EXCLUSIVE – Thailand Government Spending (GovSpending) Initiative: A Digital Innovation for a Transparent Government and Citizen Empowerment | OpenGovAsia

Instead of waiting for the people to request the government procurement information, the initiative optimises and integrates reliable data from government agencies, performs data analytics and presents it in easy-to-understand formats including dashboards, maps and infographics via a single digital channel.

As Thai citizens are obliged to pay direct and indirect taxes to the Thai government, we always ask ourselves, “How does the government spend my taxes for my or the country’s benefits?” or in short “Where do our taxes go?”.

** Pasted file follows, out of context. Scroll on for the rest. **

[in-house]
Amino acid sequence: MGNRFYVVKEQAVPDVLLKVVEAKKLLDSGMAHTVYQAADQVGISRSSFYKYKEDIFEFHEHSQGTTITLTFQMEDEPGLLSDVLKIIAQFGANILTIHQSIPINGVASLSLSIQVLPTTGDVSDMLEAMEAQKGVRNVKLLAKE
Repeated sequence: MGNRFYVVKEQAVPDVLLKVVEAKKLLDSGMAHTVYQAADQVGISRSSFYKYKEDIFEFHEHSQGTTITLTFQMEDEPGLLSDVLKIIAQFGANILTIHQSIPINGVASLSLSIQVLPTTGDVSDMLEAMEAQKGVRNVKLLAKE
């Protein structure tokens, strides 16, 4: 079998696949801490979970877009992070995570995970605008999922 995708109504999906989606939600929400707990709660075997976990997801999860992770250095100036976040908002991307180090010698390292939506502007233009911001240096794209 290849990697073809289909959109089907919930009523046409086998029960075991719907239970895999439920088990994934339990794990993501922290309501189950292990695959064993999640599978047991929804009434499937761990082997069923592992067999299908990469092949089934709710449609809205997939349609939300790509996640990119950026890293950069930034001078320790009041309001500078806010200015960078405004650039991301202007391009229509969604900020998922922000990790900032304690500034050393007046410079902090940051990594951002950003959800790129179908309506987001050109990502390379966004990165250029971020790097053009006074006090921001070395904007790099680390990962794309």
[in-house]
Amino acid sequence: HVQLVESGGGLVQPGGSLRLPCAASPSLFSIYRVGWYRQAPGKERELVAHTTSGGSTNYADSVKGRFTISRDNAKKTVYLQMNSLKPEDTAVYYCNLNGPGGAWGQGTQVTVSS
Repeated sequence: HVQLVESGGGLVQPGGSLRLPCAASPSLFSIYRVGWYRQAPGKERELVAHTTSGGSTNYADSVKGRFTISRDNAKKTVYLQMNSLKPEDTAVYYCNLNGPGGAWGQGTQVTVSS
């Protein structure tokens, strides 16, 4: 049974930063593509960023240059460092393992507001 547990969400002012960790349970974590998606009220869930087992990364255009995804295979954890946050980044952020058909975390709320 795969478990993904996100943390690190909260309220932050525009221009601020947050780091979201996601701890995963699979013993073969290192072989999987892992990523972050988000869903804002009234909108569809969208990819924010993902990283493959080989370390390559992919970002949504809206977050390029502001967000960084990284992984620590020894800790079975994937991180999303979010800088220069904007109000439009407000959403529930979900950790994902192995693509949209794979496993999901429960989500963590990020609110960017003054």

Before 1997, it had been virtually impossible for ordinary Thai citizens, businesses or civil society organisations to acquire the details about more than a million procurement projects from numerous government agencies, which constitute a considerable proportion of Thailand’s government expenditure. Citizens who were interested in the data needed to find out first and foremost an agency responsible for each procurement project. Then, they needed to travel to that agency and request the data which could still be denied. Furthermore, government agencies could still charge fees to citizens at their discretion. Such complicated processes made access to government procurement data unaffordable for ordinary citizens, and they were excluded from political participation and anti-corruption missions.